Where in the world is Allison Stanger?



Political Science Professor Allison Stanger has begun her third year of academic leave from Middlebury. With minimal communication as to her whereabouts, students continue to wonder if and when she will return.

Currently a technology and human values senior fellow at Harvard University’s Edmund J. Safra Center for Ethics, Stanger is “working on projects of her own,” according to Harvard Fellowships and Programs Manager Emily Bromley. Bromley was unable to provide further details of Stanger’s work at Harvard, but said “we are thrilled to have her here with us.”

Stanger is also a visiting professor with Harvard’s Department of Government, and will be teaching a course on the politics of virtual realities in the spring. 

At the end of what was intended to be a two-year leave, Stanger disclosed plans to remain off campus for a third consecutive year in an email to the Middlebury Political Science faculty and staff. In the email, she announced her fellowship and visiting professorship, adding that she would also be a faculty fellow at the Ash Center for Democratic Governance at the Kennedy School of Government.

Stanger’s official leave began in the fall of 2017, the semester after students shut down a lecture by controversial speaker Charles Murray. Stanger had been slated to mediate the Q&A with Murray, which she eventually did when the lecture moved to a livestream format following disruption from the protesters.

When the pair exited the venue, Stanger was jostled by a crowd. She suffered a concussion and neck injury.

The faculty handbook states that sabbaticals can last either six months or a full year, but does not make mention of two- or three-year leaves.

“When there are extraordinary opportunities faculty have the capacity to extend their leaves,” Dean of Faculty Sujata Moorti told The Campus. 

Moorti did not say whether Stanger was on paid leave, since the matter is “relate[d] to confidential personnel information.”

Stanger spoke on WCAX-TV about her new book and the impeachment inquiry.

One of Stanger’s former advisees, who asked to remain anonymous, has received minimal information about Stanger’s absence.

“When I asked Professor Stanger to be my adviser, she told me she was planning on taking a year’s sabbatical,” Stanger’s former advisee said. “It was only when I got back from the summer did I find out it was for two. I heard from a student and not the department.”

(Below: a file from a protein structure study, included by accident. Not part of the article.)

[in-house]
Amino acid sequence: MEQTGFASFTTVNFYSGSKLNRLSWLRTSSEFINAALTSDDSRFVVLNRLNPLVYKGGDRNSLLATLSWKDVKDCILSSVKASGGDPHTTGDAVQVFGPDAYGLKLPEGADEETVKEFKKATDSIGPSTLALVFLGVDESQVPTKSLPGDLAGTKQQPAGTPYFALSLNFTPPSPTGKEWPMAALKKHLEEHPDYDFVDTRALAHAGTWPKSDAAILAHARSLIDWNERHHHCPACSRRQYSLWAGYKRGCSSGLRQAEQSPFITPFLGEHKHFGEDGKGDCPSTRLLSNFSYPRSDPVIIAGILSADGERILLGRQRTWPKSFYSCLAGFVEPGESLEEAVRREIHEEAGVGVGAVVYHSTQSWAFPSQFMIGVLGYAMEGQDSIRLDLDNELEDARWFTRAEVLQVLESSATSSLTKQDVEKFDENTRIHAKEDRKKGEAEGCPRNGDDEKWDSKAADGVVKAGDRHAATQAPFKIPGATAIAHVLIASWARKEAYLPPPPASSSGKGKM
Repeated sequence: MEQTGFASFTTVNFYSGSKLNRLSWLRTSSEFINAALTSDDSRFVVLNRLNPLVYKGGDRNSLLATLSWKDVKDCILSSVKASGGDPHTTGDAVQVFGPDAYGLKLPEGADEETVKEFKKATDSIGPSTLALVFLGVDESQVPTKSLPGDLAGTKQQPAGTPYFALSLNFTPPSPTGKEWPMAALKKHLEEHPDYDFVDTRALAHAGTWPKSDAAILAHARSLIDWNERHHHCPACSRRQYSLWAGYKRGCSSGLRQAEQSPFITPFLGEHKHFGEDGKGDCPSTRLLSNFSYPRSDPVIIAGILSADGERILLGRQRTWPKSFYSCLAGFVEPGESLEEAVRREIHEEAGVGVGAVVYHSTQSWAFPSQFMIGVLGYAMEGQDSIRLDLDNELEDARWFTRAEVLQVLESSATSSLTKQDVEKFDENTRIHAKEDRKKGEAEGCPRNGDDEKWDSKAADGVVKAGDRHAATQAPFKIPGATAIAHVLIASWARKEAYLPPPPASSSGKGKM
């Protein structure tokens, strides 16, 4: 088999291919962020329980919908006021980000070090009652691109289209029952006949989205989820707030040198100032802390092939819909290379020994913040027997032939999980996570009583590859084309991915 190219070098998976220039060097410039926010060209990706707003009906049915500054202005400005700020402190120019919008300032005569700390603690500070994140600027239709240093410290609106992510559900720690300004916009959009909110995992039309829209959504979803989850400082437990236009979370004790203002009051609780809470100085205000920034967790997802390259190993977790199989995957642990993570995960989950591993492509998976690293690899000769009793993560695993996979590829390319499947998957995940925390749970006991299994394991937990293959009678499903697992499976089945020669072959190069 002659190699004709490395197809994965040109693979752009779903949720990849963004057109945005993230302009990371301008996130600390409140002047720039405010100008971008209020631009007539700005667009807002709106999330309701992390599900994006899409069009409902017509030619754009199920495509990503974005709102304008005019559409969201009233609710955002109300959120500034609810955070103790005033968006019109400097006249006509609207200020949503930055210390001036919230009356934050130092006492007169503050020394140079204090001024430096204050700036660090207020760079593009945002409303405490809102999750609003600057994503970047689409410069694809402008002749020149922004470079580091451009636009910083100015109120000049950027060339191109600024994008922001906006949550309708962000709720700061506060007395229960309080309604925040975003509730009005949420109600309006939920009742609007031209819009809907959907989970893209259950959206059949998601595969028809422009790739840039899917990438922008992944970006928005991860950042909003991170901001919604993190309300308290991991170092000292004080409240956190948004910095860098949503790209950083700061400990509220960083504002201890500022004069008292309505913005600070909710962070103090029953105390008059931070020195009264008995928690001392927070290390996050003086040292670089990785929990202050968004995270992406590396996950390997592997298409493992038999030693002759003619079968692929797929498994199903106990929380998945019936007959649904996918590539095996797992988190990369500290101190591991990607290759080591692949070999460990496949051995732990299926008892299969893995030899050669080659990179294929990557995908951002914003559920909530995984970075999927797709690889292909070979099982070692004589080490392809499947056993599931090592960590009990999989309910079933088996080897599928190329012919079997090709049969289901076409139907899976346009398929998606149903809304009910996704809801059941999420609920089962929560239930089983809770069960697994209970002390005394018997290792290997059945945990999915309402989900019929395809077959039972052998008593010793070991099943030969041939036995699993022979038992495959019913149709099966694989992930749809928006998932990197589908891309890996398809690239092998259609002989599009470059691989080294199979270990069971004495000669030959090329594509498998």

The advisee said the department was otherwise supportive, and they were able to find a new adviser to take Stanger’s place.

“I’ve tried to get in touch with Professor Stanger but despite sending her multiple emails, have never received a response,” the advisee said.

Political Science Department Chair Erik Bleich said the department has had to adjust to accommodate Stanger’s absence.

“She teaches a number of very popular courses in our department,” Bleich said. “We’ve been lucky to have Professor Felicia Grey join us for the three years of Professor Stanger’s time away from campus.”

Grey has been filling the department’s course offerings as a visiting professor in the international relations subfield, Stanger’s area of expertise.

Political Science Professor Kemi Fuentes-George said that the department has been able to offer more options for the International Politics course with Grey on the faculty, but that the college has not been able to offer Stanger’s American Foreign Policy course since her leave.

“My knowledge about her plans is and has been extremely minimal,” Fuentes-George added.

Grey will be teaching American Foreign Policy this spring.

Stanger has made a host of public appearances since her leave. In the immediate wake of the Charles Murray incident, Stanger wrote op-eds, spoke on panels and at conferences, and testified before a U.S. Senate committee about free speech on college campuses. Most recently, Stanger has been promoting her new book, “Whistleblowers: Honesty in America from Washington to Trump,” which she released on Sept. 24.

The book was coincidentally released the same day that House Speaker Nancy Pelosi announced a formal impeachment inquiry against President Donald Trump, following a whistleblower complaint that detailed conversations between Trump and the president of Ukraine about Joe Biden and his son, Hunter Biden.

The day after the book’s release, Stanger published a piece about whistleblowers in The Atlantic and was interviewed about her book on NPR. Stanger told Vermont’s WCAX-TV in an interview posted on Sunday that she believes whistleblowing is “heroic, and a bipartisan, American duty necessary to keep our nation’s elites honest and our democracy intact.”

Stanger’s fellowship at Harvard is scheduled to end on May 31, 2020. According to Political Science Department Coordinator Linda Booska, Stanger plans to return to campus next year.

Stanger did not respond to repeated requests for comment.

Editor’s note: A previous version of this article referred to Stanger’s former advisee by name. The advisee has since requested their name to be redacted from the article.

A previous version of the article also did not note that Grey will teach American Foreign Policy this spring. The article has since been updated.